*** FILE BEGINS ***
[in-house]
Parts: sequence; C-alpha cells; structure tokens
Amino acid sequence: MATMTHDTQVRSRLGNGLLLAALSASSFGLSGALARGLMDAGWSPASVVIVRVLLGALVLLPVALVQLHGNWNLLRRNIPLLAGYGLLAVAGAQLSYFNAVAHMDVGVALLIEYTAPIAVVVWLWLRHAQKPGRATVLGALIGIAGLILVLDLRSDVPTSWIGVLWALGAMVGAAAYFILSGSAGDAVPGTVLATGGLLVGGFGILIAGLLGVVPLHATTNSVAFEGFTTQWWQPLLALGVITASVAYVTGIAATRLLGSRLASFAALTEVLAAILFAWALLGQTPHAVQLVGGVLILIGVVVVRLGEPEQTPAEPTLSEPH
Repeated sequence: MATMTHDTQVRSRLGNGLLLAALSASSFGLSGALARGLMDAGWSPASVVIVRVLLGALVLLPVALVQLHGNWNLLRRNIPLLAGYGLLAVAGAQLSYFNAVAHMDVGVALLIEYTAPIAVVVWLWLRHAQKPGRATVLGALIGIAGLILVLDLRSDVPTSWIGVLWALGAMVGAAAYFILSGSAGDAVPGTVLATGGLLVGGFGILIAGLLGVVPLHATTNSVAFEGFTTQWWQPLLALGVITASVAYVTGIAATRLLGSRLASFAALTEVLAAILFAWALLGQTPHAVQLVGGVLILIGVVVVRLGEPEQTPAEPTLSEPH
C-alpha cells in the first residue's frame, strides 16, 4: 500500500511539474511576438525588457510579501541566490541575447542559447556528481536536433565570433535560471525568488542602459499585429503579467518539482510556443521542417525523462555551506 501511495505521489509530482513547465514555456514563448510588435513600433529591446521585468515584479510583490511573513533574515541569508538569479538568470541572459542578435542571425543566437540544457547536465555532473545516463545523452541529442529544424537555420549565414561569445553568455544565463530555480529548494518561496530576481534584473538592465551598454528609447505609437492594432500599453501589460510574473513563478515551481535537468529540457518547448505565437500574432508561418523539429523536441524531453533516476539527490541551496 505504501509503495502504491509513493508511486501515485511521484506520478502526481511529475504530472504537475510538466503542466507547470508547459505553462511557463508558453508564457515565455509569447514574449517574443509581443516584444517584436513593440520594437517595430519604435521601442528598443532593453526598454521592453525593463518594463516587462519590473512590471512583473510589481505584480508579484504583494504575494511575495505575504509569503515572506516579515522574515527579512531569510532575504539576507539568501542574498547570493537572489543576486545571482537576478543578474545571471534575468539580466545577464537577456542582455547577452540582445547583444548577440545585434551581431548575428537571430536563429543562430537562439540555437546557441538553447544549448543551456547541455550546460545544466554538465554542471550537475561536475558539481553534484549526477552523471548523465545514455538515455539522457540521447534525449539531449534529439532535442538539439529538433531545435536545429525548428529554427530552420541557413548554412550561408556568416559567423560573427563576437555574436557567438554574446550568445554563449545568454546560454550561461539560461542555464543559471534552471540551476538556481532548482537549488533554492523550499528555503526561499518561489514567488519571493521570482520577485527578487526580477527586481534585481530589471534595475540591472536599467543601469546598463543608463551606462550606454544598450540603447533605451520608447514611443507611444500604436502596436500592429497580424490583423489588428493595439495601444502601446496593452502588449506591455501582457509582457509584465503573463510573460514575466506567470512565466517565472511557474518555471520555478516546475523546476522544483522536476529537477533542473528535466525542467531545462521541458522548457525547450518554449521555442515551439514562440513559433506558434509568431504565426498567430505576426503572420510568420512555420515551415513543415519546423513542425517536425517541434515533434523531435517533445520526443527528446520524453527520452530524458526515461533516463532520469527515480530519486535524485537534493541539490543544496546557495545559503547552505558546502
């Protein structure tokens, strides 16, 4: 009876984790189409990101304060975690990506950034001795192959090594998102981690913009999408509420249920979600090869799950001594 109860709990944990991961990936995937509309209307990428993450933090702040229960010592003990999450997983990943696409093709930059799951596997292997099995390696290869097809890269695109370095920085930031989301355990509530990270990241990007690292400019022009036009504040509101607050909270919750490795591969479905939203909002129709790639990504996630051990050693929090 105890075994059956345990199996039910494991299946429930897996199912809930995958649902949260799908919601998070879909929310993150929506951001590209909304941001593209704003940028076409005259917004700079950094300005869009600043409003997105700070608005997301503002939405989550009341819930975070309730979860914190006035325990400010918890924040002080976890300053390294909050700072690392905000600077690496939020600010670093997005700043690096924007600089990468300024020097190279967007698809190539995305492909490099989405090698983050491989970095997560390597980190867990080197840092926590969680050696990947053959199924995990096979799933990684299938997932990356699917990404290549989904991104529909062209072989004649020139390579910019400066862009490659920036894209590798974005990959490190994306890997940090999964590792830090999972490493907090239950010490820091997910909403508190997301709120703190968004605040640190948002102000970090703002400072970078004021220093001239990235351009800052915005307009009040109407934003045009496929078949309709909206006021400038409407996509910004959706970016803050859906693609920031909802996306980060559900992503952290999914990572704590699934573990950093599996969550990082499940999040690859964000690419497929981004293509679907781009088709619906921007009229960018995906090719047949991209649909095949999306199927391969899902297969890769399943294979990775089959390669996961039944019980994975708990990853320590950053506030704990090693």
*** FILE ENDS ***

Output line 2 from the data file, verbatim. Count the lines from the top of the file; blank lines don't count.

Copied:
Parts: sequence; C-alpha cells; structure tokens